Our guest blogger is Isha Vij, a research assistant for the Economic Policy Team at the Center for American Progress Action Fund.
Today’s jobs report from the Bureau of Labor Statistics indicated better than expected job gains for both total nonfarm and private sector workers, with the economy adding 117,000 jobs overall. The data for temporary help workers, however, does not leave us with the same optimism for job growth going forward.
In July, employers added a mere 300 temporary help jobs. Temporary employment is usually a leading indicator that companies are going to be hiring in the coming months. And for workers who are unable to find full time work, temping can help them avoid being out of work altogether. When companies add temporary workers, we typically see clear gains in overall private sector employment in the months that follow.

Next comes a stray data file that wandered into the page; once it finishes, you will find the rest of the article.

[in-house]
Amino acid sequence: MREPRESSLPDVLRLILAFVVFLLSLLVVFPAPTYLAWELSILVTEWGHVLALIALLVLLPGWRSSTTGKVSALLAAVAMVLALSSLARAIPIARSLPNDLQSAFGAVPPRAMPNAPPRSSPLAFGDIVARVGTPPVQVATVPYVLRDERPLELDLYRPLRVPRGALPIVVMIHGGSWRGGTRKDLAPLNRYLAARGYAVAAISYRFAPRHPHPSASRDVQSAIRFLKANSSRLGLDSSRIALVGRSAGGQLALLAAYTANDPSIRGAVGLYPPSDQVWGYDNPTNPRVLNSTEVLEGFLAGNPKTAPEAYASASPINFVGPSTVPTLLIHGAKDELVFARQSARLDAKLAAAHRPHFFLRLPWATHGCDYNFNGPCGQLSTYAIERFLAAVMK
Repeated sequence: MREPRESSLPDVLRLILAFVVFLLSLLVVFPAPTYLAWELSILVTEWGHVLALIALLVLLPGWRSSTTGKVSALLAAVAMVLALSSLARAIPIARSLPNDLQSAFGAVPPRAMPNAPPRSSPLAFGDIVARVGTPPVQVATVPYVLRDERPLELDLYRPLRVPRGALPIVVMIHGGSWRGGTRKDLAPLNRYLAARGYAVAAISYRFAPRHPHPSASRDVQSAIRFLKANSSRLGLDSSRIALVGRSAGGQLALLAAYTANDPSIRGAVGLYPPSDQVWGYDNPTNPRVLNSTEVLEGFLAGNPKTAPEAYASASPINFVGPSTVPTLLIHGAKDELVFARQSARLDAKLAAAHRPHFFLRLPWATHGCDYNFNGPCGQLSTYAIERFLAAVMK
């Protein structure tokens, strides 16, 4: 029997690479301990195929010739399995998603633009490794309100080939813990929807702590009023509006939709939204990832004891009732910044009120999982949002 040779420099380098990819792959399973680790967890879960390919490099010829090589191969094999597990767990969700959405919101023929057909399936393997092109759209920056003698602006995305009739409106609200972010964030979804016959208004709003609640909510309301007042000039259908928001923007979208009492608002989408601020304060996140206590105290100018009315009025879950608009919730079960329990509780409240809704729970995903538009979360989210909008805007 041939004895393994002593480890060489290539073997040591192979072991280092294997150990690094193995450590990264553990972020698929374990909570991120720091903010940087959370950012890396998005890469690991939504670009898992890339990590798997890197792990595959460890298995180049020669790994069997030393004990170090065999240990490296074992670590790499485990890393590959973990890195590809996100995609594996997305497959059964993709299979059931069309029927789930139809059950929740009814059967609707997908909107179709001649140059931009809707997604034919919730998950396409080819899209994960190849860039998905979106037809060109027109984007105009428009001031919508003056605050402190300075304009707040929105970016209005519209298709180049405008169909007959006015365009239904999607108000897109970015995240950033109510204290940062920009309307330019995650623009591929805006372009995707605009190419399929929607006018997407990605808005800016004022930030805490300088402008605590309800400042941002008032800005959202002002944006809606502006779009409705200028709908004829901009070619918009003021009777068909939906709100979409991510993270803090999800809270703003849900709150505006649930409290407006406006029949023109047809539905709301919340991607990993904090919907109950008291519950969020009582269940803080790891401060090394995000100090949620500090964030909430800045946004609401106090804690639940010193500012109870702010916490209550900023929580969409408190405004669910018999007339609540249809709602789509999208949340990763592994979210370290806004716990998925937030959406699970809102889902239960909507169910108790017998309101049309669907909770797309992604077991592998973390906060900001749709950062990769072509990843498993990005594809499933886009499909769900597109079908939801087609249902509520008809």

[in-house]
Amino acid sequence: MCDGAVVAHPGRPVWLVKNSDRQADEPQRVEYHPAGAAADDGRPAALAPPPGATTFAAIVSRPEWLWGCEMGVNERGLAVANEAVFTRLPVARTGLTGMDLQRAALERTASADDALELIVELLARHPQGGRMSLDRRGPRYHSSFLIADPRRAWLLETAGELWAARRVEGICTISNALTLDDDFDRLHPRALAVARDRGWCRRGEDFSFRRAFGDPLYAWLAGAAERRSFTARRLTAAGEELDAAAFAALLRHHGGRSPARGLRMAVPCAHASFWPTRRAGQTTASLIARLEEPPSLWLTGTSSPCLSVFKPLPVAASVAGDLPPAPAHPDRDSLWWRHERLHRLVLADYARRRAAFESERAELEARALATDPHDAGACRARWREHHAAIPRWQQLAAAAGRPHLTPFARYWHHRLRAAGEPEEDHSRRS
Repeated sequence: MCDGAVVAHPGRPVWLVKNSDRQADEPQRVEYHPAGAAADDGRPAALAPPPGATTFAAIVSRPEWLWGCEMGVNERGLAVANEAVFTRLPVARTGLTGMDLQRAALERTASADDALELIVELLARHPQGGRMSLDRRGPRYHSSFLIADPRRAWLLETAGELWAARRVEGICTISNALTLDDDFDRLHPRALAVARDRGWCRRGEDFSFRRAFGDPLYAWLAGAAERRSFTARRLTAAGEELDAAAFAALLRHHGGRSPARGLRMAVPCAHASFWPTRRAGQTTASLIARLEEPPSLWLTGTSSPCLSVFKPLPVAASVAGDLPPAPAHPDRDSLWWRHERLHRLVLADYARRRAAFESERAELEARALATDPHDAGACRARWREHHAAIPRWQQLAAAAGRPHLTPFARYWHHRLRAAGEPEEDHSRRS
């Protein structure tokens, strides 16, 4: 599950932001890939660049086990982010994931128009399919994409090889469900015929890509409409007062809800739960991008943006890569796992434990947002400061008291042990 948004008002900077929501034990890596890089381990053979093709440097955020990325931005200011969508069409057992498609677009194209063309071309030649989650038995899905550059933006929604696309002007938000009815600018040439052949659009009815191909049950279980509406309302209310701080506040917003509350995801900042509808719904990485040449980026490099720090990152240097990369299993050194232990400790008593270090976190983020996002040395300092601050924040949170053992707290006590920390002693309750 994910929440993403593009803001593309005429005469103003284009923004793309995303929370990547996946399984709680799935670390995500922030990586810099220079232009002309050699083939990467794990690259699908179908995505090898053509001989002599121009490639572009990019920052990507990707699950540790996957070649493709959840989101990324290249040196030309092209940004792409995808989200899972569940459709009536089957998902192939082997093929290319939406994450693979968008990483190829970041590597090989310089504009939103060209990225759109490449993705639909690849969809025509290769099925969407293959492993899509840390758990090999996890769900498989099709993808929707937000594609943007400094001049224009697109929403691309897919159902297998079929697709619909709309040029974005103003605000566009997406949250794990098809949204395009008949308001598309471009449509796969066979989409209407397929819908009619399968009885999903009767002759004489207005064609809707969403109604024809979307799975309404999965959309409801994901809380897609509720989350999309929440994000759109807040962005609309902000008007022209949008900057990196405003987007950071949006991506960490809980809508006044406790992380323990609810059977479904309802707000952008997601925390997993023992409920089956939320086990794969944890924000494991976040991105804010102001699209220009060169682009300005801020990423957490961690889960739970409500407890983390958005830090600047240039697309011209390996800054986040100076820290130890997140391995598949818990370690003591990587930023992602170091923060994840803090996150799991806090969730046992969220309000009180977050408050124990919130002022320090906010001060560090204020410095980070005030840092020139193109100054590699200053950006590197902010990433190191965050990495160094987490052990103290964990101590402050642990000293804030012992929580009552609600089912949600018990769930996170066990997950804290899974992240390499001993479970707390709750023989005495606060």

For example, in the winter of 2009/2010, businesses added about 50,000 jobs each month. The following spring, we saw the sharpest growth in private sector employment in the recovery so far. Compare this to November 2008, when more than 100,000 temporary help jobs were lost. Private sector employment plummeted in the months afterwards, dropping an average of about 750,000 for the following five months.
The latest temporary help jobs numbers, though showing no major losses, are indicative of feeble jobs growth in the coming months.